U.S. Intellectual History Blog

Mabel Byrd’s race-conscious internationalism

These are the first two paragraphs of the chapter I’m currently polishing.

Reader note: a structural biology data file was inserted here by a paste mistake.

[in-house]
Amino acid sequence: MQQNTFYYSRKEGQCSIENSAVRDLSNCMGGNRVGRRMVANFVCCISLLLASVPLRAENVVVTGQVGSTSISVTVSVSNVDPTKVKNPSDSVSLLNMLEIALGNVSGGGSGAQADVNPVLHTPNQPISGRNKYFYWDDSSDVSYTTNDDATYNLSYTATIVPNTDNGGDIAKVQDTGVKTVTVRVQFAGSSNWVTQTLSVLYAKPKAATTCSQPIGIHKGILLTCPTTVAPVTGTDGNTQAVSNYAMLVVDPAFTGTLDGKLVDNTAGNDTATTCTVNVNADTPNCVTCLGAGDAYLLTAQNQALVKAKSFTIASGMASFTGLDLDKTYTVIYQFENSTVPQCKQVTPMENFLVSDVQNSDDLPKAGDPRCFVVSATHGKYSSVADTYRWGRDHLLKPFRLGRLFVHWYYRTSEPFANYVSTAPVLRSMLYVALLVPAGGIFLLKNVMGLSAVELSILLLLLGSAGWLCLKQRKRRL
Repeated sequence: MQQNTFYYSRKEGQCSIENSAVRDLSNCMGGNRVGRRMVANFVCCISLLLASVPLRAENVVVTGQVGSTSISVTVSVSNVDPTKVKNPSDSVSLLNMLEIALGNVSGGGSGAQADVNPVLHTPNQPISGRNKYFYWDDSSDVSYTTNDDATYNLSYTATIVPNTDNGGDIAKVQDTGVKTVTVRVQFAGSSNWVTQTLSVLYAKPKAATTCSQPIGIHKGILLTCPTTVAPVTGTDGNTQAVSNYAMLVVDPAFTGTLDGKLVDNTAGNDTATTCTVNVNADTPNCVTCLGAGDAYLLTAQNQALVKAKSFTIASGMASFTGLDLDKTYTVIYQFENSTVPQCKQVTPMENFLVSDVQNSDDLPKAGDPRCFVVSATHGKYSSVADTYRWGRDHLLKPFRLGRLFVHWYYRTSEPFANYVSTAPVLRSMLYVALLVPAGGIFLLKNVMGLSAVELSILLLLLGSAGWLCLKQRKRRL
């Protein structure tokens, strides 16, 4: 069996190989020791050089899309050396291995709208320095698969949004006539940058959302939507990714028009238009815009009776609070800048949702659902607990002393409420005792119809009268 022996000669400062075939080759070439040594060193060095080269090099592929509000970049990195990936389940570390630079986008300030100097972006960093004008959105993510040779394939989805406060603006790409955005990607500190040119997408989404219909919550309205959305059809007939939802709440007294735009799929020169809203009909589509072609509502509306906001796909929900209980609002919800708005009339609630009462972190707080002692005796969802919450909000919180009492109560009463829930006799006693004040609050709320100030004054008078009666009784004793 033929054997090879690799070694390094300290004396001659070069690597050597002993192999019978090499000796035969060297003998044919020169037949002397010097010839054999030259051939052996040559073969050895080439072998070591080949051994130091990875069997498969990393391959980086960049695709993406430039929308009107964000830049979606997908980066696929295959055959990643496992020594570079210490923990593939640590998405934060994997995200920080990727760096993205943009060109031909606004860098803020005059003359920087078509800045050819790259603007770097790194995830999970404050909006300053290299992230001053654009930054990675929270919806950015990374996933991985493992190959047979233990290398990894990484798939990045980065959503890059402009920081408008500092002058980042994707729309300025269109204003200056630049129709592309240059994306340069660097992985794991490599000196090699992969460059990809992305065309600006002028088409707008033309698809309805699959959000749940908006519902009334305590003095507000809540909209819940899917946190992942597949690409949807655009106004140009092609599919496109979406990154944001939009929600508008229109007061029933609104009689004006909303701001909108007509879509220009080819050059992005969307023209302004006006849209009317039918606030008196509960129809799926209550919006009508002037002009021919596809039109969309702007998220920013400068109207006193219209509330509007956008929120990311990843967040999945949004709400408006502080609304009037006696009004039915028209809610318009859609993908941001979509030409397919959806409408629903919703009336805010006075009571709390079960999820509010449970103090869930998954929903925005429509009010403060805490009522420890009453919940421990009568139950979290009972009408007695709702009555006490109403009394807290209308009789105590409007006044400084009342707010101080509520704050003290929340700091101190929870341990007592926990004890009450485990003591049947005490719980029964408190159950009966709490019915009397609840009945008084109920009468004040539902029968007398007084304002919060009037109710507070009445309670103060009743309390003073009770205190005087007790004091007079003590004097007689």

In the summer of 1927, black Oregonian and Harlem transplant Mabel Byrd prepared to leave the country of her birth for the first time. The Young Women’s Christian Association (YWCA) industrial secretary had won a Quaker scholarship to study settlement houses in England. To wish her well, Harlem society rallied around the 31 year old for a proper goodbye party. Roberta Bosley, librarian at the New York Public Library branch on 135th street (now the Schomburg Center for Research in Black Culture), hosted a musical tea in Byrd’s honor on Easter Sunday afternoon. The Chicago Defender reported that “two hundred prominent social, literary, and musical persons enjoyed the program.”[1] Listening to the music and nibbling on tea sandwiches were Harlem Renaissance personalities, and veterans of European travel, including poet Countee Cullen, painter Aaron Douglass, and Crisis literary editor Jessie Fauset. Also in attendance were Mr. and Mrs. Charles S. Johnson, editor of the Urban League’s Opportunity. In between piano, soprano, and tenor solos, Langston Hughes and Arna Bontemps read poetry. Many of her Delta sorority sisters eagerly shared with Byrd their own stories of international travel. Soror Yolande Du Bois and her parents, W. E. B. and Nina, would miss their feisty and intelligent friend, but promised to write.